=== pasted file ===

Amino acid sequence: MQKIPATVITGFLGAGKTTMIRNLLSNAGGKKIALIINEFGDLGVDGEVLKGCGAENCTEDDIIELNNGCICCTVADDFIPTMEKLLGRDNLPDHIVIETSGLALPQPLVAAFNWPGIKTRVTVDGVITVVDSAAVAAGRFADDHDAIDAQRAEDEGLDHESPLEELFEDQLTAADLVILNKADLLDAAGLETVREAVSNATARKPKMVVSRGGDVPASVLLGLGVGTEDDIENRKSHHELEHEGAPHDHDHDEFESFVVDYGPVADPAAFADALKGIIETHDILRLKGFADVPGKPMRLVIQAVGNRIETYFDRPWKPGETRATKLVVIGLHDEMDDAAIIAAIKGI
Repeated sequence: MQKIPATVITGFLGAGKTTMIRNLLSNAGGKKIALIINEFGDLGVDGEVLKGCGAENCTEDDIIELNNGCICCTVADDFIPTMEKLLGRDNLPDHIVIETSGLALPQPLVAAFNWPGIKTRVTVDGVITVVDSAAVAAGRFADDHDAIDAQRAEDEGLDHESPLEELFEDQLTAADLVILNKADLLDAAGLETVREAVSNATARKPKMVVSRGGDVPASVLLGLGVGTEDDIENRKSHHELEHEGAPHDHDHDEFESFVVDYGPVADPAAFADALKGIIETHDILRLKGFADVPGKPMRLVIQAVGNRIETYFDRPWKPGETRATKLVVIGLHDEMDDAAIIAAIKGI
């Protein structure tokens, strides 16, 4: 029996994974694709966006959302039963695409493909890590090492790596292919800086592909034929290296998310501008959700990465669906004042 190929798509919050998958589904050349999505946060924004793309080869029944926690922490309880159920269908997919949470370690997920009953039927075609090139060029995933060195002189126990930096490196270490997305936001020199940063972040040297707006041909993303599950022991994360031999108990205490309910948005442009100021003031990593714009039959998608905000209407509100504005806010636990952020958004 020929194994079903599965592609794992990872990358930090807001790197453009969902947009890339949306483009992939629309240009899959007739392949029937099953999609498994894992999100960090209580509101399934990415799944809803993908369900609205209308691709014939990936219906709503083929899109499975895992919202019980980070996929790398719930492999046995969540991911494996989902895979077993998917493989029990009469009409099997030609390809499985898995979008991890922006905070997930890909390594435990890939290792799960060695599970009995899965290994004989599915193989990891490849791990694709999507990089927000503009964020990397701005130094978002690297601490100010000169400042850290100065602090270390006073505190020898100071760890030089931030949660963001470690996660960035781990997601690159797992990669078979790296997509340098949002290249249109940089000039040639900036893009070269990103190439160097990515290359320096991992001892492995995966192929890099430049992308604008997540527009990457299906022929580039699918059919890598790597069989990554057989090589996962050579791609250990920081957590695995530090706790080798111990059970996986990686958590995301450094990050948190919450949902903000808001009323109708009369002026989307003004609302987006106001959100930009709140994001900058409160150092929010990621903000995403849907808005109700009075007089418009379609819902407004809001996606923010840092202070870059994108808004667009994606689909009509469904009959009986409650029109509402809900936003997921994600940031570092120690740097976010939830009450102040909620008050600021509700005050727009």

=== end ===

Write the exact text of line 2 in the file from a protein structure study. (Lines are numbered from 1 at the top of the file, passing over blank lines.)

Repeated sequence: MQKIPATVITGFLGAGKTTMIRNLLSNAGGKKIALIINEFGDLGVDGEVLKGCGAENCTEDDIIELNNGCICCTVADDFIPTMEKLLGRDNLPDHIVIETSGLALPQPLVAAFNWPGIKTRVTVDGVITVVDSAAVAAGRFADDHDAIDAQRAEDEGLDHESPLEELFEDQLTAADLVILNKADLLDAAGLETVREAVSNATARKPKMVVSRGGDVPASVLLGLGVGTEDDIENRKSHHELEHEGAPHDHDHDEFESFVVDYGPVADPAAFADALKGIIETHDILRLKGFADVPGKPMRLVIQAVGNRIETYFDRPWKPGETRATKLVVIGLHDEMDDAAIIAAIKGI